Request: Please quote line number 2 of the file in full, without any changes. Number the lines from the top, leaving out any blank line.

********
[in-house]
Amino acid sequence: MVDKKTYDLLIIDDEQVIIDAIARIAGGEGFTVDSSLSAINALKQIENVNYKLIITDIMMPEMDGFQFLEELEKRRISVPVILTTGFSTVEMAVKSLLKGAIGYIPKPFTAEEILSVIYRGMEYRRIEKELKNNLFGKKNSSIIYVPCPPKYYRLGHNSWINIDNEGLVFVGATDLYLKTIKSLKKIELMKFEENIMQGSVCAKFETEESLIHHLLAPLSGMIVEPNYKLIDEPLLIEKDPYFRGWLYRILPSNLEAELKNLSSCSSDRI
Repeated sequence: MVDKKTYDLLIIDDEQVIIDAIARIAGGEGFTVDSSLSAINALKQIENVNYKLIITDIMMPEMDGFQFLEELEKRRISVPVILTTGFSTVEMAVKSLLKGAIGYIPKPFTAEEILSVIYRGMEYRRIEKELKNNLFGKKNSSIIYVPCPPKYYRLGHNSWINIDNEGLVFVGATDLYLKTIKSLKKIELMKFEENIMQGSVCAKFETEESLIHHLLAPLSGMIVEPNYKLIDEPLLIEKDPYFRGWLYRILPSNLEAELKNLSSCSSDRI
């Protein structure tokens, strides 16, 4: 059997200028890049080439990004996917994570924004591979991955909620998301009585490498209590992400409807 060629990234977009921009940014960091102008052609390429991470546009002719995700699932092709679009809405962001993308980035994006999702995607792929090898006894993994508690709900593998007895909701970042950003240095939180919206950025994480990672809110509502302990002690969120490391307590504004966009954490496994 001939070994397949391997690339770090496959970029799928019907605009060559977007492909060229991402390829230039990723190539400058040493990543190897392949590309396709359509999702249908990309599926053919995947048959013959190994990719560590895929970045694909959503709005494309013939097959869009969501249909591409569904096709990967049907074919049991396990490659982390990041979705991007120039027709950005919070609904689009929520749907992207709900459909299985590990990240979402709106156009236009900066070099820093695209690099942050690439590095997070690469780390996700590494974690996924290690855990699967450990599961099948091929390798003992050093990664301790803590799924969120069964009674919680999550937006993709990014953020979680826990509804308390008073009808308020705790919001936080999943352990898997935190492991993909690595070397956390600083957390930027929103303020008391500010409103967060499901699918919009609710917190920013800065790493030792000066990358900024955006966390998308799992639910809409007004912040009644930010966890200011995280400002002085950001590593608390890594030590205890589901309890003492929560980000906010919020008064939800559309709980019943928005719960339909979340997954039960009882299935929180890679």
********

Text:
Amino acid sequence: MVDKKTYDLLIIDDEQVIIDAIARIAGGEGFTVDSSLSAINALKQIENVNYKLIITDIMMPEMDGFQFLEELEKRRISVPVILTTGFSTVEMAVKSLLKGAIGYIPKPFTAEEILSVIYRGMEYRRIEKELKNNLFGKKNSSIIYVPCPPKYYRLGHNSWINIDNEGLVFVGATDLYLKTIKSLKKIELMKFEENIMQGSVCAKFETEESLIHHLLAPLSGMIVEPNYKLIDEPLLIEKDPYFRGWLYRILPSNLEAELKNLSSCSSDRI